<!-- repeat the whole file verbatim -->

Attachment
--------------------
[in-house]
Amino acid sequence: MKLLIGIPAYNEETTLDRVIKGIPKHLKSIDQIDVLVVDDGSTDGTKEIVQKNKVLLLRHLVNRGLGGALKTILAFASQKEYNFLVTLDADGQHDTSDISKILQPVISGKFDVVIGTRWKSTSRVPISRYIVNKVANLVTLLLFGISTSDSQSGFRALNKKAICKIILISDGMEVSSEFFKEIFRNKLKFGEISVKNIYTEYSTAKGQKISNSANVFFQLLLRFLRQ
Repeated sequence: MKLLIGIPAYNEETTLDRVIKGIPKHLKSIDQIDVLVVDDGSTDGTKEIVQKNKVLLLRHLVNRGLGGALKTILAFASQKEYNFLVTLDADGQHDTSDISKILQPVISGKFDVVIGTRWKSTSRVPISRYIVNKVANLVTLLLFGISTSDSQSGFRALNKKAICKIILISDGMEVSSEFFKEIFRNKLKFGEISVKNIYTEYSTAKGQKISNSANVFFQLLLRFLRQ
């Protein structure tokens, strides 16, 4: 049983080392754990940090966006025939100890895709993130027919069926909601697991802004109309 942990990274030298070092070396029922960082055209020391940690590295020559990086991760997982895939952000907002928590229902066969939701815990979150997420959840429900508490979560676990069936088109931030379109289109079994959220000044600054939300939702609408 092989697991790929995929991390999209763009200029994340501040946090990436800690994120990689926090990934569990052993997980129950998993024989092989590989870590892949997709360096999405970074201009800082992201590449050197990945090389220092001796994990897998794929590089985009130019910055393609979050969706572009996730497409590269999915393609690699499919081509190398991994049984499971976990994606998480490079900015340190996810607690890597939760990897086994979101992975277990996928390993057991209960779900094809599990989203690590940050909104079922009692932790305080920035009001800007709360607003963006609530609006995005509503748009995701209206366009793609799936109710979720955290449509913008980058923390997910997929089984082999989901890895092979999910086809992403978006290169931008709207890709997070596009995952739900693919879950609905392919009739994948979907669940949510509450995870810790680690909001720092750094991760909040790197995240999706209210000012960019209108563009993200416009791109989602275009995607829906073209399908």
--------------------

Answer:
[in-house]
Amino acid sequence: MKLLIGIPAYNEETTLDRVIKGIPKHLKSIDQIDVLVVDDGSTDGTKEIVQKNKVLLLRHLVNRGLGGALKTILAFASQKEYNFLVTLDADGQHDTSDISKILQPVISGKFDVVIGTRWKSTSRVPISRYIVNKVANLVTLLLFGISTSDSQSGFRALNKKAICKIILISDGMEVSSEFFKEIFRNKLKFGEISVKNIYTEYSTAKGQKISNSANVFFQLLLRFLRQ
Repeated sequence: MKLLIGIPAYNEETTLDRVIKGIPKHLKSIDQIDVLVVDDGSTDGTKEIVQKNKVLLLRHLVNRGLGGALKTILAFASQKEYNFLVTLDADGQHDTSDISKILQPVISGKFDVVIGTRWKSTSRVPISRYIVNKVANLVTLLLFGISTSDSQSGFRALNKKAICKIILISDGMEVSSEFFKEIFRNKLKFGEISVKNIYTEYSTAKGQKISNSANVFFQLLLRFLRQ
């Protein structure tokens, strides 16, 4: 049983080392754990940090966006025939100890895709993130027919069926909601697991802004109309 942990990274030298070092070396029922960082055209020391940690590295020559990086991760997982895939952000907002928590229902066969939701815990979150997420959840429900508490979560676990069936088109931030379109289109079994959220000044600054939300939702609408 092989697991790929995929991390999209763009200029994340501040946090990436800690994120990689926090990934569990052993997980129950998993024989092989590989870590892949997709360096999405970074201009800082992201590449050197990945090389220092001796994990897998794929590089985009130019910055393609979050969706572009996730497409590269999915393609690699499919081509190398991994049984499971976990994606998480490079900015340190996810607690890597939760990897086994979101992975277990996928390993057991209960779900094809599990989203690590940050909104079922009692932790305080920035009001800007709360607003963006609530609006995005509503748009995701209206366009793609799936109710979720955290449509913008980058923390997910997929089984082999989901890895092979999910086809992403978006290169931008709207890709997070596009995952739900693919879950609905392919009739994948979907669940949510509450995870810790680690909001720092750094991760909040790197995240999706209210000012960019209108563009993200416009791109989602275009995607829906073209399908």